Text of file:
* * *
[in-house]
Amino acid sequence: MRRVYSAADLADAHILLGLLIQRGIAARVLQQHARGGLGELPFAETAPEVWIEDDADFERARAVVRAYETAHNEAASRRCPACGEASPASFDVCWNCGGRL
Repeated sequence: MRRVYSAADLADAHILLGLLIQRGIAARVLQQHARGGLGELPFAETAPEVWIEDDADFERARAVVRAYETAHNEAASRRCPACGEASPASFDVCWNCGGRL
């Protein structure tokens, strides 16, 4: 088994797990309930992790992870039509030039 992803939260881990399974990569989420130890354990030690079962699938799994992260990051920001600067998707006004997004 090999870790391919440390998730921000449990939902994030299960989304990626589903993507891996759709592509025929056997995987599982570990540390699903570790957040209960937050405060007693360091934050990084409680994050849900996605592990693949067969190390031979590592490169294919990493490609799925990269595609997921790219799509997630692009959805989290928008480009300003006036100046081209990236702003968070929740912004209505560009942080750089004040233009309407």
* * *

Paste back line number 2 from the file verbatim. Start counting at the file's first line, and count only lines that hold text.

Amino acid sequence: MRRVYSAADLADAHILLGLLIQRGIAARVLQQHARGGLGELPFAETAPEVWIEDDADFERARAVVRAYETAHNEAASRRCPACGEASPASFDVCWNCGGRL